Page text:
Charlotte Hornets

What Hornets fans need to know about the NBA’s new labor deal as free agency opens

NBA Commissioner Adam Silver avoided a possible lockout this summer by working out a new collective bargaining agreement with the players before the old CBA expired.
NBA Commissioner Adam Silver avoided a possible lockout this summer by working out a new collective bargaining agreement with the players before the old CBA expired. AP

The NBA’s new collective bargaining agreement will go into effect when the free-agency negotiating period begins Saturday. Here are some key points for Charlotte Hornets fans to keep in mind this offseason:

▪  This new deal between the owners and the players association is intended to be a seven-year agreement. Either side can opt out after the 2022-23 season. Regardless, this represents a long period without the threat of a lockout.

▪  Many of the exceptions to the salary cap – including mid-level and bi-annual, the veteran minimums and the rookie pay scale (for first-rounders) – will rise considerably.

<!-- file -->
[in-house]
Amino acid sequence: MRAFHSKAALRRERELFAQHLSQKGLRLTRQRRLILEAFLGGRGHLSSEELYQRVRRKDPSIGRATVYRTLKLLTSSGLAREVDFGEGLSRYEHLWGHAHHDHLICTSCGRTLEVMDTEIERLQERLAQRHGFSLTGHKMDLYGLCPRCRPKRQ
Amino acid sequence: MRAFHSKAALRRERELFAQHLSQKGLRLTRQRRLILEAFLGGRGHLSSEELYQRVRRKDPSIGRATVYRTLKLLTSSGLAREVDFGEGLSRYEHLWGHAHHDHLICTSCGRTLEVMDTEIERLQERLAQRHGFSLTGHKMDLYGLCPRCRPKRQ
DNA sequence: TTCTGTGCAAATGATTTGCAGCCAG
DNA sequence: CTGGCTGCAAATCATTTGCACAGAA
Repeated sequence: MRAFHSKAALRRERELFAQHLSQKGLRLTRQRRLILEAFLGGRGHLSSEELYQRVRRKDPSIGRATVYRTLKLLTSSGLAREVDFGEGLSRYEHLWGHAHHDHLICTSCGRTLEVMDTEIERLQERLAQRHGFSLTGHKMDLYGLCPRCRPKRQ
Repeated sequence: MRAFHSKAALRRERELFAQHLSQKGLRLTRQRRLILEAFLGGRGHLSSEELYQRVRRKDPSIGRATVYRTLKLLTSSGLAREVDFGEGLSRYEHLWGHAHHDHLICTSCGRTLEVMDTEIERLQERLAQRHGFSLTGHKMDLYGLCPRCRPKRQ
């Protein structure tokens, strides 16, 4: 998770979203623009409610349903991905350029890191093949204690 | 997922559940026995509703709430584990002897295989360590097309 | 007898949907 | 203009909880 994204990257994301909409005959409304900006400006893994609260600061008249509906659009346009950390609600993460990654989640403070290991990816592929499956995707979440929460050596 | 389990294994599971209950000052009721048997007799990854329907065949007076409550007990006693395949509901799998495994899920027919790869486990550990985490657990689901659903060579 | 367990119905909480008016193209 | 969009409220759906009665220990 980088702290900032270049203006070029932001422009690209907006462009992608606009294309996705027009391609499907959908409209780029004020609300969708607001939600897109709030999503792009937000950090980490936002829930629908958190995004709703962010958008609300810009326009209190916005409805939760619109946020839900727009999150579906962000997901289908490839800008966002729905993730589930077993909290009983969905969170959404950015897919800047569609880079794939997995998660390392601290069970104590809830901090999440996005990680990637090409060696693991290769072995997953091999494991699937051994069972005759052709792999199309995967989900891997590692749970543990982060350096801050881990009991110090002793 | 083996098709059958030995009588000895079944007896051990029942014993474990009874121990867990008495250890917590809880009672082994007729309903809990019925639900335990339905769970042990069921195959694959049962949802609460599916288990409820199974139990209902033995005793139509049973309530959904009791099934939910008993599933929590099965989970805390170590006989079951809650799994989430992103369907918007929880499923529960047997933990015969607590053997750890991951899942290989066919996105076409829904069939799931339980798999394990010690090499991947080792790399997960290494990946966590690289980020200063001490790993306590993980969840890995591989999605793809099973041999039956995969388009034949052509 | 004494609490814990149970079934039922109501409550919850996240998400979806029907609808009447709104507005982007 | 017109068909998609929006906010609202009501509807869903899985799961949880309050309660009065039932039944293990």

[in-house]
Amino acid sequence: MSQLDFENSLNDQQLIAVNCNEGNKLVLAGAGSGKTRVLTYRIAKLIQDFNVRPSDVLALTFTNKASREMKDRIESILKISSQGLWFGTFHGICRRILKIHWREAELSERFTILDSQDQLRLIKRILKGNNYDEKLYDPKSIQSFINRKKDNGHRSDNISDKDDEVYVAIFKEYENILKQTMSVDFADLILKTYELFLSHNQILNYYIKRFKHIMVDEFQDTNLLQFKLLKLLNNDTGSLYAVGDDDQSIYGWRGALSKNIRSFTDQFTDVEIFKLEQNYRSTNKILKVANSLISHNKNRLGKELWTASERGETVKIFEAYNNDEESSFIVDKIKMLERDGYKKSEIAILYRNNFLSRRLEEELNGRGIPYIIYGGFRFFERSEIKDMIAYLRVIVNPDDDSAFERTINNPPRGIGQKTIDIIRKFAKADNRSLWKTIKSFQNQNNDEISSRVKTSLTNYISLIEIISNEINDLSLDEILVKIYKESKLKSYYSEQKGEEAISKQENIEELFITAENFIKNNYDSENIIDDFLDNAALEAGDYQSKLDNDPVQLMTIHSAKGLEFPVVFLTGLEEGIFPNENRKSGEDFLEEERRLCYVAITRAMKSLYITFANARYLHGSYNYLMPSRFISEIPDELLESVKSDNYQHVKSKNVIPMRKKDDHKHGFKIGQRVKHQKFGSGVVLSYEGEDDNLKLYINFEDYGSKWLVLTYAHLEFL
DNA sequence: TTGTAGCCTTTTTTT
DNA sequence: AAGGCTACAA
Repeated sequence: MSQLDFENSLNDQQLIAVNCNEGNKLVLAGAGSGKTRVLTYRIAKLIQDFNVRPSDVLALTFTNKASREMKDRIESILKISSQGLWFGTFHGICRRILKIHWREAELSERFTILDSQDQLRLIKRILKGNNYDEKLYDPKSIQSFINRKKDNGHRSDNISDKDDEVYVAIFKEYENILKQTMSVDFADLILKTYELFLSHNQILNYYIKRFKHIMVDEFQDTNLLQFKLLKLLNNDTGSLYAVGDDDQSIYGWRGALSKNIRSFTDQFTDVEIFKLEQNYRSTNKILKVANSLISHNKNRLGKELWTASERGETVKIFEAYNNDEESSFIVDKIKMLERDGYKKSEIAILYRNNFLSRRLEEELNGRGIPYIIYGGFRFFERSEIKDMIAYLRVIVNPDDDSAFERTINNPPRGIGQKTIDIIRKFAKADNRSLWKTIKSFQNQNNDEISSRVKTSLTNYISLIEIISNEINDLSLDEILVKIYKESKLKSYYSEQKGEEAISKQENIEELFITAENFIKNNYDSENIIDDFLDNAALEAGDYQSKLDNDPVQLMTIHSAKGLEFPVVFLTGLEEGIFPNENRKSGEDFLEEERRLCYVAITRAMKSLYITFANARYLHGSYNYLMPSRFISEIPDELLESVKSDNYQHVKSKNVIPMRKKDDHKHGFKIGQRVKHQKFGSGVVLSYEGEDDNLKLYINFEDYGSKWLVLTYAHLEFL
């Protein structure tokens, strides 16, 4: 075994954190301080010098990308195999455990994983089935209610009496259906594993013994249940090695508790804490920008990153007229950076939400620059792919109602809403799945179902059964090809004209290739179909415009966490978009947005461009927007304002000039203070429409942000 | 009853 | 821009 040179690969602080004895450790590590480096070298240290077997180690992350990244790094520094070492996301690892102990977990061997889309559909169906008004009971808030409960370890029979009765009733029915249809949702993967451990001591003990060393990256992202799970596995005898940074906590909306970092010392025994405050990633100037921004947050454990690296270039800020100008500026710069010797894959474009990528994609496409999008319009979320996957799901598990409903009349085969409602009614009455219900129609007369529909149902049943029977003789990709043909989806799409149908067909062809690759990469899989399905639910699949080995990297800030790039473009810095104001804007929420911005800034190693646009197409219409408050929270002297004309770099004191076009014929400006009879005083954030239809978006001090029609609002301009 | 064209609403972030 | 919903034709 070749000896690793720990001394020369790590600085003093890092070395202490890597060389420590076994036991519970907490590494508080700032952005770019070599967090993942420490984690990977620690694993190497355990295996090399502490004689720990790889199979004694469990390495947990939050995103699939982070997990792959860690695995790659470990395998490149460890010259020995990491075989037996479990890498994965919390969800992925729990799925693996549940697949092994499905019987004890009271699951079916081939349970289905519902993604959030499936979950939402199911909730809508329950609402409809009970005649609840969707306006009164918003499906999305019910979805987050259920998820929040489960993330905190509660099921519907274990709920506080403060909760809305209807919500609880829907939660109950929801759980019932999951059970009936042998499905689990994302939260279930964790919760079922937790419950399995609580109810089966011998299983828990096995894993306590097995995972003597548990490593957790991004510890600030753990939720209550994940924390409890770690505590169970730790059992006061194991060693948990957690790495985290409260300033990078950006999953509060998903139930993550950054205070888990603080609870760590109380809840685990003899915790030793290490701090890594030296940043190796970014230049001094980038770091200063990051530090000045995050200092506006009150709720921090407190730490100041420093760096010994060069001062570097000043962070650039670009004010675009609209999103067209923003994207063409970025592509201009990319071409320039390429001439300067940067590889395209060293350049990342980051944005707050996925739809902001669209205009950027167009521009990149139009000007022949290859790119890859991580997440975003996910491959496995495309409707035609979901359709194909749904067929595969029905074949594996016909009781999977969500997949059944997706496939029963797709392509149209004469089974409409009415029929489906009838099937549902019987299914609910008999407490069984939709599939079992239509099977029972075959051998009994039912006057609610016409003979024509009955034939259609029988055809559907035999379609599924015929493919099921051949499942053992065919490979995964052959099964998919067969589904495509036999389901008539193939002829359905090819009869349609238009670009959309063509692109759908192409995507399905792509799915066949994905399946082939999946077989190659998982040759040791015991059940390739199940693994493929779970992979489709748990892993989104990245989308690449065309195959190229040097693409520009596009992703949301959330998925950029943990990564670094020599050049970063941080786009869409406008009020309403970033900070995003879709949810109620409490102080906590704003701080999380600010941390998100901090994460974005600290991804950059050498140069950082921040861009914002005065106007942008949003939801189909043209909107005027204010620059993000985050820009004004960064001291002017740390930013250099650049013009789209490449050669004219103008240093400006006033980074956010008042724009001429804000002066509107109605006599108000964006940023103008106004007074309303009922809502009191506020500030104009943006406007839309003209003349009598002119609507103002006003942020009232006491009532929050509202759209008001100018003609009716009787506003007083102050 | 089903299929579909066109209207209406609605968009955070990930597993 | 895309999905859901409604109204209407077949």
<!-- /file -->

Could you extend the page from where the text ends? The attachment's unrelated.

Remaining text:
▪  Teams can start talking to free agents on Saturday. Contracts can first be signed at noon on July 6.

▪  Teams can sign restricted free agents to offer sheets before July 6. The team that player last played for will have until July 8 to decide whether to match.

▪  The league will allow two “two-way contracts” per team, similar to a system used by the NHL for developmental players. This is designed for players who will play that season primarily in the G-League. So, the roster maximum per team will rise to 17.

▪  The mid-level exception (for non-taxpaying teams) will be $8.406 million this season. The bi-annual exception will be $3.29 million.

▪  The NBA will announce the new salary cap number before July 6. It will rise from last season, but be less than the league once projected. It will come in at about $99 million per team, roughly $2 million less than once thought. The Hornets already exceed the projected cap number, but are below the taxpayer threshold.

Bonnell: 704-358-5129: @rick_bonnell

Though surprised he fell out of top10 in the 2017 NBA draft, Kentucky's Malik Monk is happy he'll play with the Charlotte Hornets' Kemba Walker.

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